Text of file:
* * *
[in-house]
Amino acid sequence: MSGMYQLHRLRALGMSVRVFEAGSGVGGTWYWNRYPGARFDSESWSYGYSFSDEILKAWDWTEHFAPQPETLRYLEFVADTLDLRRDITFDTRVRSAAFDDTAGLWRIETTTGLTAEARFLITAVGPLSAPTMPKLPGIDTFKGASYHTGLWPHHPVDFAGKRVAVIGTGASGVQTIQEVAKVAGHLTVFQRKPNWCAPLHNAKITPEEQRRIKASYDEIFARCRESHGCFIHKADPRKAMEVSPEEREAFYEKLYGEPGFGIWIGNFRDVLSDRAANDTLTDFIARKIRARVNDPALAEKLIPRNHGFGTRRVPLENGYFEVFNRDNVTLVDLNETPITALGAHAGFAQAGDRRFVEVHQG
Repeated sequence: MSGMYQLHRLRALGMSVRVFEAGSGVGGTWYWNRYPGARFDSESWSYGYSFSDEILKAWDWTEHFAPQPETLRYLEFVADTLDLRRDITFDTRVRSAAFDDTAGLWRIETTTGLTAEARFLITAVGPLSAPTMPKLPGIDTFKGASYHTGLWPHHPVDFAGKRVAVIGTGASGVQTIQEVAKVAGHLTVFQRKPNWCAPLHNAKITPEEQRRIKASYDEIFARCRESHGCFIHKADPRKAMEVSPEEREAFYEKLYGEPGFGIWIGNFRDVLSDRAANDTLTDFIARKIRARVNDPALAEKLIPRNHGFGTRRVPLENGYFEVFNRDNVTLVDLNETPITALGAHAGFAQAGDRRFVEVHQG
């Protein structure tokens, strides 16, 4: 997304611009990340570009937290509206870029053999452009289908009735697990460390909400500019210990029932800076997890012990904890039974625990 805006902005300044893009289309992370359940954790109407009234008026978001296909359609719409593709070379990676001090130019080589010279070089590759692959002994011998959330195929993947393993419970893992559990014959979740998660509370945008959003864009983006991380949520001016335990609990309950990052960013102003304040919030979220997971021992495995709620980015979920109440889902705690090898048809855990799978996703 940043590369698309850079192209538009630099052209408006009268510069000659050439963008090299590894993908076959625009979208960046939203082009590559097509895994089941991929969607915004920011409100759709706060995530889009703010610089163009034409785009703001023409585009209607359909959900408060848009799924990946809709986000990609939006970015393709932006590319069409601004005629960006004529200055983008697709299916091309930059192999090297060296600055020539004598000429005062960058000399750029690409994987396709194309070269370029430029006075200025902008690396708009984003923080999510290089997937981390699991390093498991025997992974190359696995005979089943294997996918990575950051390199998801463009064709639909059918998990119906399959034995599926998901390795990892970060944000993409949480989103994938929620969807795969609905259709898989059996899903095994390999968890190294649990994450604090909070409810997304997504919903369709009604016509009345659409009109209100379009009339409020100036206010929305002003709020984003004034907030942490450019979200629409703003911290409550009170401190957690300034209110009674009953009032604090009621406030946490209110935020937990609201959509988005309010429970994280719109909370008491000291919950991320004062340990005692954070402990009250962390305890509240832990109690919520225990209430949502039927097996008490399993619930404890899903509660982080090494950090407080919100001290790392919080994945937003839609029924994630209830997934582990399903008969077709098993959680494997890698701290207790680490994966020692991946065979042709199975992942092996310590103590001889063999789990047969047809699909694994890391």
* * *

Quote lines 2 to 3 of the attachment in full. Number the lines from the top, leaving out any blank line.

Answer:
Amino acid sequence: MSGMYQLHRLRALGMSVRVFEAGSGVGGTWYWNRYPGARFDSESWSYGYSFSDEILKAWDWTEHFAPQPETLRYLEFVADTLDLRRDITFDTRVRSAAFDDTAGLWRIETTTGLTAEARFLITAVGPLSAPTMPKLPGIDTFKGASYHTGLWPHHPVDFAGKRVAVIGTGASGVQTIQEVAKVAGHLTVFQRKPNWCAPLHNAKITPEEQRRIKASYDEIFARCRESHGCFIHKADPRKAMEVSPEEREAFYEKLYGEPGFGIWIGNFRDVLSDRAANDTLTDFIARKIRARVNDPALAEKLIPRNHGFGTRRVPLENGYFEVFNRDNVTLVDLNETPITALGAHAGFAQAGDRRFVEVHQG
Repeated sequence: MSGMYQLHRLRALGMSVRVFEAGSGVGGTWYWNRYPGARFDSESWSYGYSFSDEILKAWDWTEHFAPQPETLRYLEFVADTLDLRRDITFDTRVRSAAFDDTAGLWRIETTTGLTAEARFLITAVGPLSAPTMPKLPGIDTFKGASYHTGLWPHHPVDFAGKRVAVIGTGASGVQTIQEVAKVAGHLTVFQRKPNWCAPLHNAKITPEEQRRIKASYDEIFARCRESHGCFIHKADPRKAMEVSPEEREAFYEKLYGEPGFGIWIGNFRDVLSDRAANDTLTDFIARKIRARVNDPALAEKLIPRNHGFGTRRVPLENGYFEVFNRDNVTLVDLNETPITALGAHAGFAQAGDRRFVEVHQG